Review: Filmic Curiosity 'A Full Day's Work' Worth a Look for Fans of Odd Black Comedy

by Frank J. Avella

EDGE Media Network Contributor

Tuesday September 28, 2021

"A Full Day's Work" (a.k.a. "Une Journee Bien Remplie") is subtitled: "Or 9 Bizarre Murders in 1 Day Committed by a Complete Amateur." And that is the basic premise of this French-Italian black comedy released in 1973.

Because the film is the darkest of comedies, do not look for much in terms of logic or even coherence. First-time director Jean-Louis Trintignant, known for his excellent acting in films like Bertolucci's "The Conformist," is telling a tale of revenge, pure and evil — and that is pretty much it. So, as the film unfolds, if you find yourself asking, "Is this what I am about to sit through? 88 minutes of insane ways of murdering 9 different people?," the answer is, "Yes." But the executions, pardon the pun, are wickedly fun, if borderline cartoonish.

Jacques Dufilho plays Jean Rousseau, a father who rides around on a motorcycle with his elderly mother (Luce Marquand), killing off a list of people while carrying around a photo of his dead 22-year-old son. (We find out later exactly who these nine people are, and how they are linked to the dead boy.) Each murder differs from the other, although we're never told why they're offed the way they're offed — which include being hung in a hospital bed, crushed by a car, and that oft-used car explosion.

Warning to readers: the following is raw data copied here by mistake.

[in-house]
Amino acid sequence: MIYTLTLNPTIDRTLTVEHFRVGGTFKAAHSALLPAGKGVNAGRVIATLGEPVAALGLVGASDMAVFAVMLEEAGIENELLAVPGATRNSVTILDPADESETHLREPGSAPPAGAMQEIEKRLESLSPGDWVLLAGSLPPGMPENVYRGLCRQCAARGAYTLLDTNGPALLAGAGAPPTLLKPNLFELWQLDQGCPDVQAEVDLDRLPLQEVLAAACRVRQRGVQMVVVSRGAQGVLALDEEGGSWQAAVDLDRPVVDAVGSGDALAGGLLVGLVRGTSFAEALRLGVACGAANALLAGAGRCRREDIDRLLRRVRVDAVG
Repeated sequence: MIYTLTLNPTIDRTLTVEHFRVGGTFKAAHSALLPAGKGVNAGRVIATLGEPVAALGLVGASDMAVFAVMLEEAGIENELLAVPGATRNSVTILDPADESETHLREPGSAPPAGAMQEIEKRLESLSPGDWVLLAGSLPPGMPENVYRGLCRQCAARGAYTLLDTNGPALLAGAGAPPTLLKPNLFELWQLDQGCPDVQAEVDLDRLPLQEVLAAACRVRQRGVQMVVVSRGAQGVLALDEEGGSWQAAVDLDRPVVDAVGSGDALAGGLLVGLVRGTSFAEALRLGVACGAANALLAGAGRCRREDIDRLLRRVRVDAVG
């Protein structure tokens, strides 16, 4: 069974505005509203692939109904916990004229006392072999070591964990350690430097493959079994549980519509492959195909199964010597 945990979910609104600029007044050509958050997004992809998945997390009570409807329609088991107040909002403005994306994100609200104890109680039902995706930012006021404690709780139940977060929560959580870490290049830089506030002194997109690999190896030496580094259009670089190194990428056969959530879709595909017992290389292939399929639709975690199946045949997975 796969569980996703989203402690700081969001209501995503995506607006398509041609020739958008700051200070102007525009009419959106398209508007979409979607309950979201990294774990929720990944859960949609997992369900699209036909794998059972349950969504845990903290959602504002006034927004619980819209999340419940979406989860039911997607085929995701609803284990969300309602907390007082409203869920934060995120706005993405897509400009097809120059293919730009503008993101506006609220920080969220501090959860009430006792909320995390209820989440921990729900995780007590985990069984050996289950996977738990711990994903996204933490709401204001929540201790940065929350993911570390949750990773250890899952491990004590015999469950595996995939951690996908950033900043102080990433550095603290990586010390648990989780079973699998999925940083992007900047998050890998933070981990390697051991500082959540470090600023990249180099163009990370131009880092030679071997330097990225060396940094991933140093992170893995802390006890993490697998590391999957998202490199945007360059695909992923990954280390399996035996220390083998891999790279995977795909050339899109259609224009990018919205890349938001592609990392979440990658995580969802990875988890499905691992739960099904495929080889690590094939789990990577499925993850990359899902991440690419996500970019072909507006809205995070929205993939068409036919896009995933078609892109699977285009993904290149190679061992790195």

The film's slow pacing and narrative redundancy does try one's patience, but then sequences like Rousseau accidentally near-killing the wrong person and reviving him help to breathe fresh life into the proceedings. There is also a neat sequence where actors are rehearsing for "Hamlet," although it seems to cut away before it should.

The movie reminded me of the much cleverer "Theatre of Blood" (another recent Kino title), where the script made more sense. Here, the screenwriters (Trintignant and Vincenzo Labella) are more fixated on the macabre ways in which the slaughter proceeds than the psychological reasons behind it.

The Blu-ray looks good. It's a 4K Restoration from the original camera negative, so perhaps it was just shot to look the way it does. There are no issues with sound.

Film critic and author Simon Abrams provides audio commentary, breaking down Trintignant's directing decisions, as well as the classical music choices used in the film.

"A Full Day's Work" is more a filmic curiosity than anything else, but worth a look for those who enjoy the odd black comedy.

Blu-ray Extras Include:

  • 4K Restoration from the Original Camera Negative
  • New Audio Commentary by Film Critic and Author Simon Abrams
  • Trailers

    "A Full Day's Work" ("One Journey Bien Remplie") will be available on Blu-ray September 28.

    Frank J. Avella is a film and theatre journalist and is thrilled to be writing for EDGE. He also contributes to Awards Daily and is the GALECA East Coast Rep. Frank is a recipient of a 2019 International Writers Retreat Residency at Arte Studio Ginestrelle (Assisi, Italy), a 2018 Bogliasco Foundation Fellowship, a 2016 Helene Wurlitzer Residency Grant and a 2015 NJ State Arts Council Fellowship Award. He is an award-winning screenwriter and playwright (CONSENT, LURED, SCREW THE COW, FIG JAM, VATICAN FALLS) and a proud member of the Dramatists Guild.